October 13, 2005

SugarCRM announces developer contest

Author: Stephen Feller

Having watched and nurtured an open source community based around the Sugar customer relationship management (CRM) platform for the last 14 months, SugarCRM is hosting a developer contest to mark the 100th extension on the SugarForge.org development forum, and draw more attention to the already successful company.

SugarForge, which has a community of more than 2,300 developers and hosts 104 projects, grew out of the original open source offering of SugarCRM on SourceForge.net in May 2004.

According to Clint Oram, co-founder of SugarCRM and Webmaster for SugarForge, the site was originally created to provide a single location for developers to pool all their resources around Sugar.

"Part of the value of having an open source CRM application is the ability for other people around the world to ... build extensions on top of Sugar and make the product more than just what we here at SugarCRM at our home offices can think up ourselves," Oram said. "A community started developing rather quickly around us, and people started building their own projects, extending Sugar. So that's where the idea came from, the need to provide a destination for the growing SugarCRM developer community."

While Oram describes Sugar as simply a CRM application built on top of the LAMP stack, he said that at its core the software is an application framework to be built around and customized for each particular business.

Scott Weiner, chief technology officer at Blue River Associates and a SugarForge developer, said Sugar's architecture lends itself to easily integrating with other software, though it could still improve.

"The big deal with CRM is not the CRM itself. Its ability to integrate with other systems, that's what makes a CRM application powerful," Weiner said, adding that open source products tend to be easier to use and more effective than proprietary software because they often integrate with the systems businesses already have.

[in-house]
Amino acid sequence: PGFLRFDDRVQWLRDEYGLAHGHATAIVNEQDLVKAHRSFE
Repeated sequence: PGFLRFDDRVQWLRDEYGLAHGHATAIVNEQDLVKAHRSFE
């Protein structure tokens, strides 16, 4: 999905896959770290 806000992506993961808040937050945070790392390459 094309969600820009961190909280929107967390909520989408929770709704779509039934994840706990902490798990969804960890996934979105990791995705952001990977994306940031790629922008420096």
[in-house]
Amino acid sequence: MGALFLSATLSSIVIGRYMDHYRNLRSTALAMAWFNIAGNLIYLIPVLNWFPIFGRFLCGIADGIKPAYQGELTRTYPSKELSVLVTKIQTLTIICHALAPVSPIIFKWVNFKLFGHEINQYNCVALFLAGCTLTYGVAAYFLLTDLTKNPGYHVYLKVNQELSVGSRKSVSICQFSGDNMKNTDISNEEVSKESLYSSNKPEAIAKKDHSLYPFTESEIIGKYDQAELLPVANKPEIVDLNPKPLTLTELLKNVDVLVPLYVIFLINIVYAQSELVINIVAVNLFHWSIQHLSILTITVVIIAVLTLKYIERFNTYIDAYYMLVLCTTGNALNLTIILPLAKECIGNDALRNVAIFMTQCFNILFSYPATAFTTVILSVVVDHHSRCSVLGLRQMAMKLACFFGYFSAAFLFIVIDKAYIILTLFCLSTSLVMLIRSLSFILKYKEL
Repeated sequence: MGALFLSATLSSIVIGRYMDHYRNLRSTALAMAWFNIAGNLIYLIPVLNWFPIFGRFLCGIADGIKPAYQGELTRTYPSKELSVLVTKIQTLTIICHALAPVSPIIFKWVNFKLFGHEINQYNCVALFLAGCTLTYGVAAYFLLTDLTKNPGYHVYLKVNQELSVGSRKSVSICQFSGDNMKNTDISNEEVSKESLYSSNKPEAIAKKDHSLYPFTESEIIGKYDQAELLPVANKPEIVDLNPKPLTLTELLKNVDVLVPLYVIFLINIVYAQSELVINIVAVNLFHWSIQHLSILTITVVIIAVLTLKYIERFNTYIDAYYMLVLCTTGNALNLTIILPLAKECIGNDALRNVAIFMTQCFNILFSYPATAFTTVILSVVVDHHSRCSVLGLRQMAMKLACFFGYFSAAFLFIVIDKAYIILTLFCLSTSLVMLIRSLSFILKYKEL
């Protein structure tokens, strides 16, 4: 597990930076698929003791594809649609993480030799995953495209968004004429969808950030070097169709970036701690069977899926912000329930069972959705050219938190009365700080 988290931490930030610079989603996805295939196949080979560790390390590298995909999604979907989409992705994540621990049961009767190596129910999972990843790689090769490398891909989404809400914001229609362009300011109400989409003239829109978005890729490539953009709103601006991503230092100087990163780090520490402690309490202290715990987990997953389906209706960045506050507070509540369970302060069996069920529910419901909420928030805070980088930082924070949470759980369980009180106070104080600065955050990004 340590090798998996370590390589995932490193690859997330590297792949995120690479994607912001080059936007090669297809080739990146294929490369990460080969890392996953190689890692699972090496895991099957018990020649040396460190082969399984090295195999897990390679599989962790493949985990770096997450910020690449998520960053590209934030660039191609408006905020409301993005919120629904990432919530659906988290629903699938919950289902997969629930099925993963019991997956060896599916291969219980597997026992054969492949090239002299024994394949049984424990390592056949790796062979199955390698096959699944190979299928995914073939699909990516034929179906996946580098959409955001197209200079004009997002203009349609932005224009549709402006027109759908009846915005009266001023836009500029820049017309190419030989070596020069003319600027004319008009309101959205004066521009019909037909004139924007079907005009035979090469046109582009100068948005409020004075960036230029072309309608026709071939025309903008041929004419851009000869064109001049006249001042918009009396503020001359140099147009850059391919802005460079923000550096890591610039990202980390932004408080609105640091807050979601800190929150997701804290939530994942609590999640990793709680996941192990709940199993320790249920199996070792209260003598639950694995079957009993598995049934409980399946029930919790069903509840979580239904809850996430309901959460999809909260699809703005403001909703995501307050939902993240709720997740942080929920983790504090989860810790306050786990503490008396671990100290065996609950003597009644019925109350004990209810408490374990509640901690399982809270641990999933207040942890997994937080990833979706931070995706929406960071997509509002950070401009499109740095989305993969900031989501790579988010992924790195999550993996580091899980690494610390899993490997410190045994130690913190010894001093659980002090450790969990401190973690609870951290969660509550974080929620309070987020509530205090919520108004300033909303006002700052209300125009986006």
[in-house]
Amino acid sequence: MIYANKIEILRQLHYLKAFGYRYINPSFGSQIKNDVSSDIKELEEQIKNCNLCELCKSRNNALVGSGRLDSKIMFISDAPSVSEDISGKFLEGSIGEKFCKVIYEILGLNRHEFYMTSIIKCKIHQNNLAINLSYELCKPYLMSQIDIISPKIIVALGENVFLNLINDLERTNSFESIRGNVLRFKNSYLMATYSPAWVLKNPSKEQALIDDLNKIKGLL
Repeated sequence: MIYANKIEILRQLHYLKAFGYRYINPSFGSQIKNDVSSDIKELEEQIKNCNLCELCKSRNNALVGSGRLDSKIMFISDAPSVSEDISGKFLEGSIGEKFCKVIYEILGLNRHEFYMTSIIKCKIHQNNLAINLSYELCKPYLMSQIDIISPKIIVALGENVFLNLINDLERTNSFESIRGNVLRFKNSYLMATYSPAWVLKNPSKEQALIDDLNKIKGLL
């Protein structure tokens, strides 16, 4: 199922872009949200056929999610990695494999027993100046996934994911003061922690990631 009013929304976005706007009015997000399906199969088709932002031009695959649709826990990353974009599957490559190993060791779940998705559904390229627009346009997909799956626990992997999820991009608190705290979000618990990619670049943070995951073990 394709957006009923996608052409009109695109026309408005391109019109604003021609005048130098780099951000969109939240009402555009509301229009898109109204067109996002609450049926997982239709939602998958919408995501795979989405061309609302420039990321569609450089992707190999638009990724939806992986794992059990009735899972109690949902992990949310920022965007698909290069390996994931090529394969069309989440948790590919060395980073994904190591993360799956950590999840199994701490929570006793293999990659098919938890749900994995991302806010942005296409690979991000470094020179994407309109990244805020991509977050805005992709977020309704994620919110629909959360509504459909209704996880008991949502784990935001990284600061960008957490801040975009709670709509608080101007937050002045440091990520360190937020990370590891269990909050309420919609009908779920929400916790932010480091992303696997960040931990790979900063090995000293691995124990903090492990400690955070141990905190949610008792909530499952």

Oram offered a "conservative" estimate of 10,000 installations of Sugar Open Source worldwide, but said the company doesn't have an exact number of companies using the software because there are no required registration forms in exchange for the download. He said, however, that with 30,000 voluntary registrations and nearly 500,000 downloads of Sugar and its related products in the last 16 months, "it's pretty safe to say there's 10,000 live sites today."

Most of those companies are likely small, with fewer than 20 employees, which Oram said is what Sugar Open Source is ideal for; some of the features of CRM software that are targeted to larger businesses "kind of get in the way." For the larger businesses, there is Sugar Professional, the company's main source of revenue.

Oram said SugarCRM focuses on selling Sugar Professional, and support packages for it, rather than support services for the open source version, because the company doen't believe such things should be necessary "because the very nature of an application like this is that it has to be simple."

"We produce a business application, an application that sits in front of an end user," Oram said. "If it needs a lot of support, then it's not a very good application."

SugarForge takes off